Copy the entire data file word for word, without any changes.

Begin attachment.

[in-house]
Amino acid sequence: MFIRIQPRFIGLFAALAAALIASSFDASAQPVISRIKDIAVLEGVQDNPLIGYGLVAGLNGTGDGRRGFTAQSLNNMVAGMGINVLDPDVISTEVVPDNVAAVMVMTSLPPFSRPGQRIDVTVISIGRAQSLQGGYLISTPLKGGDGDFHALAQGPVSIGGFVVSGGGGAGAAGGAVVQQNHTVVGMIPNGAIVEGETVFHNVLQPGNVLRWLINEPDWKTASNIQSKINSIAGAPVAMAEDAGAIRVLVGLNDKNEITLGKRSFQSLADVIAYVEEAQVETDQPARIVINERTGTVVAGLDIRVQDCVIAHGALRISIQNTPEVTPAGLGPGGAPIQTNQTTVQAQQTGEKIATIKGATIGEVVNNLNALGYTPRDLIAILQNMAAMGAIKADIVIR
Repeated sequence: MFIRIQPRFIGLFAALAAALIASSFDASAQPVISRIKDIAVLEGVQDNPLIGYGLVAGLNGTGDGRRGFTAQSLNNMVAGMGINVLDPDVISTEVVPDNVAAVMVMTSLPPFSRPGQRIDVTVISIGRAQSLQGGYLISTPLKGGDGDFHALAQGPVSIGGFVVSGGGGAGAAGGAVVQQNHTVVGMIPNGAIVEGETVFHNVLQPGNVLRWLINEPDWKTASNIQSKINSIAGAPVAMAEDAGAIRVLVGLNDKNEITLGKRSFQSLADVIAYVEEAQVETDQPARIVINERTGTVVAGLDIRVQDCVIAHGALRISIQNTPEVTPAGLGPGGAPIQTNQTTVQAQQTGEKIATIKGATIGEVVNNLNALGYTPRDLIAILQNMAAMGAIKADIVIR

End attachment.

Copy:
[in-house]
Amino acid sequence: MFIRIQPRFIGLFAALAAALIASSFDASAQPVISRIKDIAVLEGVQDNPLIGYGLVAGLNGTGDGRRGFTAQSLNNMVAGMGINVLDPDVISTEVVPDNVAAVMVMTSLPPFSRPGQRIDVTVISIGRAQSLQGGYLISTPLKGGDGDFHALAQGPVSIGGFVVSGGGGAGAAGGAVVQQNHTVVGMIPNGAIVEGETVFHNVLQPGNVLRWLINEPDWKTASNIQSKINSIAGAPVAMAEDAGAIRVLVGLNDKNEITLGKRSFQSLADVIAYVEEAQVETDQPARIVINERTGTVVAGLDIRVQDCVIAHGALRISIQNTPEVTPAGLGPGGAPIQTNQTTVQAQQTGEKIATIKGATIGEVVNNLNALGYTPRDLIAILQNMAAMGAIKADIVIR
Repeated sequence: MFIRIQPRFIGLFAALAAALIASSFDASAQPVISRIKDIAVLEGVQDNPLIGYGLVAGLNGTGDGRRGFTAQSLNNMVAGMGINVLDPDVISTEVVPDNVAAVMVMTSLPPFSRPGQRIDVTVISIGRAQSLQGGYLISTPLKGGDGDFHALAQGPVSIGGFVVSGGGGAGAAGGAVVQQNHTVVGMIPNGAIVEGETVFHNVLQPGNVLRWLINEPDWKTASNIQSKINSIAGAPVAMAEDAGAIRVLVGLNDKNEITLGKRSFQSLADVIAYVEEAQVETDQPARIVINERTGTVVAGLDIRVQDCVIAHGALRISIQNTPEVTPAGLGPGGAPIQTNQTTVQAQQTGEKIATIKGATIGEVVNNLNALGYTPRDLIAILQNMAAMGAIKADIVIR